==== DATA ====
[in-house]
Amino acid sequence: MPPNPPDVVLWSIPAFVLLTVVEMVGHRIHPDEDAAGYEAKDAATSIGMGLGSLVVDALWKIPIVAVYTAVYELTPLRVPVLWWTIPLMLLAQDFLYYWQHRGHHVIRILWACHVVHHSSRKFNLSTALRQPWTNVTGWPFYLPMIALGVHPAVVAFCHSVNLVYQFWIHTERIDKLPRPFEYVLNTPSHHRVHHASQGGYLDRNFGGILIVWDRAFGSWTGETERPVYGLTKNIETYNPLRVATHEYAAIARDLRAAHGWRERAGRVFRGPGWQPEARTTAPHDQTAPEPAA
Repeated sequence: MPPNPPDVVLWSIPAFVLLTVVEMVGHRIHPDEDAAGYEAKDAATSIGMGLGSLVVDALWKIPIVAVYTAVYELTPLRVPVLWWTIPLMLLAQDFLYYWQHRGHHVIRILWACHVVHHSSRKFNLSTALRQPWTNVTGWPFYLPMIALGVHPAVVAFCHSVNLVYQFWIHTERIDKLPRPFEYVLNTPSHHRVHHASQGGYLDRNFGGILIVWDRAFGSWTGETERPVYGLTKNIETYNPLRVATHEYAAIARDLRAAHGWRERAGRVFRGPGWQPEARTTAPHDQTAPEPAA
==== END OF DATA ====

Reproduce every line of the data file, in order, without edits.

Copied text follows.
[in-house]
Amino acid sequence: MPPNPPDVVLWSIPAFVLLTVVEMVGHRIHPDEDAAGYEAKDAATSIGMGLGSLVVDALWKIPIVAVYTAVYELTPLRVPVLWWTIPLMLLAQDFLYYWQHRGHHVIRILWACHVVHHSSRKFNLSTALRQPWTNVTGWPFYLPMIALGVHPAVVAFCHSVNLVYQFWIHTERIDKLPRPFEYVLNTPSHHRVHHASQGGYLDRNFGGILIVWDRAFGSWTGETERPVYGLTKNIETYNPLRVATHEYAAIARDLRAAHGWRERAGRVFRGPGWQPEARTTAPHDQTAPEPAA
Repeated sequence: MPPNPPDVVLWSIPAFVLLTVVEMVGHRIHPDEDAAGYEAKDAATSIGMGLGSLVVDALWKIPIVAVYTAVYELTPLRVPVLWWTIPLMLLAQDFLYYWQHRGHHVIRILWACHVVHHSSRKFNLSTALRQPWTNVTGWPFYLPMIALGVHPAVVAFCHSVNLVYQFWIHTERIDKLPRPFEYVLNTPSHHRVHHASQGGYLDRNFGGILIVWDRAFGSWTGETERPVYGLTKNIETYNPLRVATHEYAAIARDLRAAHGWRERAGRVFRGPGWQPEARTTAPHDQTAPEPAA